Eco-wrapping and packaging alternatives for small businesses this Christmas
Image: Aussie Xmas - photo courtesy of The Wrapping Paper Company
All Christmas-lovers out there know that one of the most exciting parts of the tradition of gift giving and receiving is tearing open a gorgeously packaged present, or carefully wrapping one up for a loved one.
According to a 2017 survey, Australians use 150,000 kilometres of wrapping paper over the Christmas period – enough to wrap the globe in paper four times over.
In a recent survey, 61 per cent of consumers said that sustainability will become more important after COVID-19, so taking action on sustainability is an important step to ensure the future prosperity of your business.
This means it’s a good time for your business to review your choices of gift packaging and wrapping. Whether you’re providing in-store gift wrapping, selling wrapping paper, or fulfilling online orders, you can take steps to reduce, reuse and recycle this Christmas to minimise the environmental impact.
Is wrapping paper recyclable?
While a lot of wrapping paper is recyclable, not all is. Non-paper components like dyes, glitter, and other decorative elements such as velvet can make it non-recyclable. Additionally, poor quality paper lacks the quality of fibres to be recycled properly; this includes tissue paper.
Be aware that cellophane and metallic or glittery papers cannot be recycled and are more difficult for the recipient to re-use due to high crinkle factor in the unwrapping process.
Use plastic tape sparingly, or not at all. By avoiding tape, more of the wrapping paper can be reclaimed, and it’s easier for the recipient to save the wrapping for reuse. Instead, consider using recyclable ribbon, twine, or going tape-free.
To stay eco-friendly, stick to recycled and organic paper, cotton ribbon, raffia, jute, and avoid dyed materials.
Where can you find recyclable wrapping paper?
Never fear! Thankfully, right here in Victoria, there are fantastic eco-wrapping paper businesses that supply 100 per cent Australian made and sustainable wrapping paper for all your Christmas and year-round needs.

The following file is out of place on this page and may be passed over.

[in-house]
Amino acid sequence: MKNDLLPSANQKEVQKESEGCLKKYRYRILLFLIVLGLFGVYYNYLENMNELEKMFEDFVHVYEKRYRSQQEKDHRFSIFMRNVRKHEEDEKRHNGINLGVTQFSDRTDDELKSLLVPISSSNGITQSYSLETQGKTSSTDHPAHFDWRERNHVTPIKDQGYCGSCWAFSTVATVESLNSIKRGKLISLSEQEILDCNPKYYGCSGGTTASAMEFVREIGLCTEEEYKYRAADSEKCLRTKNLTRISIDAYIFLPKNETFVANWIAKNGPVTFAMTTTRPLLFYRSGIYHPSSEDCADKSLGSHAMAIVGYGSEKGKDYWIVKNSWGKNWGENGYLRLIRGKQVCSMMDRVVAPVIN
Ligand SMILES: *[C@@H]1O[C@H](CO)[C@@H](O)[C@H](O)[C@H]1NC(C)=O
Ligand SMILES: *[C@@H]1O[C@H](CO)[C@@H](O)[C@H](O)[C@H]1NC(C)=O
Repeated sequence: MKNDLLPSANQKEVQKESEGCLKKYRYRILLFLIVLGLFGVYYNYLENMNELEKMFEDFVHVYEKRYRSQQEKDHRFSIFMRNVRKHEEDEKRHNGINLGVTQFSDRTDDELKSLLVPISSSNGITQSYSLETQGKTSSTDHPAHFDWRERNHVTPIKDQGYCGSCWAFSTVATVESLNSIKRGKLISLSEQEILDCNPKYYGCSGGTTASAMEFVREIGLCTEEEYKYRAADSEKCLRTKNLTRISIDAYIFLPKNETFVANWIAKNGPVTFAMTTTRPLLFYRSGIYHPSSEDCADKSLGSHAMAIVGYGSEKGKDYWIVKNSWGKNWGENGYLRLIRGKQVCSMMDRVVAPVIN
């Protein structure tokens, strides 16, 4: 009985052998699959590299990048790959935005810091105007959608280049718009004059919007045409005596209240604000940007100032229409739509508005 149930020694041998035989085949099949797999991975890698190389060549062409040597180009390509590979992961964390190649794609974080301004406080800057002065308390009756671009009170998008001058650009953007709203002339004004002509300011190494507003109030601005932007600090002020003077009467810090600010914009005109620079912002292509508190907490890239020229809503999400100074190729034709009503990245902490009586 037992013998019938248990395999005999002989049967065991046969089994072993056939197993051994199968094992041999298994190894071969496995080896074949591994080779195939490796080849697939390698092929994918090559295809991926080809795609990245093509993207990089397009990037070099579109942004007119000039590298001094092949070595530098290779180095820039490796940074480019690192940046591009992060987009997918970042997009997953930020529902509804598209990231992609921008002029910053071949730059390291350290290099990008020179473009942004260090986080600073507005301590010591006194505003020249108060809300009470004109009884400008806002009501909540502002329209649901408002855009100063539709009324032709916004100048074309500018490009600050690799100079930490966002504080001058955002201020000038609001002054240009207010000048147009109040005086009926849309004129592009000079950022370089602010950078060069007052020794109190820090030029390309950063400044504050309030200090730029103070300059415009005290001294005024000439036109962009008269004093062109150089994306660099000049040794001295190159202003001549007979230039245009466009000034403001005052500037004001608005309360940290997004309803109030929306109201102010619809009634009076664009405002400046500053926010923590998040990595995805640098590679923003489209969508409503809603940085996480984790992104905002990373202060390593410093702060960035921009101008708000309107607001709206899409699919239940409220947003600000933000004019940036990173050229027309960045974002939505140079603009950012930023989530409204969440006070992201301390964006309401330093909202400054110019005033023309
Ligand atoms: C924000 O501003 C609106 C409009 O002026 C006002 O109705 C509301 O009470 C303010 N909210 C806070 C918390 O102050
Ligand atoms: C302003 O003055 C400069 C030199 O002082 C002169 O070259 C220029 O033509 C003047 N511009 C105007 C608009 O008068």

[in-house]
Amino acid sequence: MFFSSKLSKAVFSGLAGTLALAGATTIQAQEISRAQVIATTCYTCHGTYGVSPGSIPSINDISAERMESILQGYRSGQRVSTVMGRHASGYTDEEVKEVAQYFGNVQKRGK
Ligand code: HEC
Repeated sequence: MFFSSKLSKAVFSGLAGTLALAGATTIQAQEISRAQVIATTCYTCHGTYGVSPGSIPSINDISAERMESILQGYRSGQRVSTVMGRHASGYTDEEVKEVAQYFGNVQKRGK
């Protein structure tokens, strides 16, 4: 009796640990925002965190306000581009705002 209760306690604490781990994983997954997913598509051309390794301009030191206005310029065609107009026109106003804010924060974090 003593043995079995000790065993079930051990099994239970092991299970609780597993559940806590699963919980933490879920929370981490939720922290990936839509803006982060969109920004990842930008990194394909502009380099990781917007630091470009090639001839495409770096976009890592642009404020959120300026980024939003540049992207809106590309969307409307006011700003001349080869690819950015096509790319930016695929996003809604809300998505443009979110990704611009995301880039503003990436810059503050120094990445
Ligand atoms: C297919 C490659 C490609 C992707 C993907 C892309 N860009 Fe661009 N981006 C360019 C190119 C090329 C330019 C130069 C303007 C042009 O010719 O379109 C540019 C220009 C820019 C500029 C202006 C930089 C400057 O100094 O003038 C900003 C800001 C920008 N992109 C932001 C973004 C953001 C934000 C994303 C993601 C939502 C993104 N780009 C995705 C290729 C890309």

The Wrapping Paper Company
The Wrapping Paper Company (Wrapco) is a small, sustainable, family-run business that has been designing and manufacturing wrapping paper in Braeside, Victoria, since 1997.
The business is dedicated to keeping their products ethical, fully recyclable, and fully Australian made. This means you can trust that they not only understand the environmental impact of gift wrapping but do everything within their power to minimise it.
Their paper is made with 100 per cent solar energy, Australian made inks, and is fully recyclable along with the packaging that it arrives in. The product range is specifically designed for retailers, online businesses, and corporate businesses with wholesale and bulk wrapping requirements.
As well as wrapping paper, Wrapco also designs and prints other sustainable accessories including gift tags and seals, and offers custom printing of wrapping paper products.
Learn how Wrapco has taken conscious steps in their manufacturing, packaging and distribution to lower their environmental footprint. Browse their Christmas range and if you want to learn to perfect your in-store wrapping technique, Wrapco’s blog has tips on how to wrap Christmas presents like a pro while making the most of your paper.
Brown Paper Packaging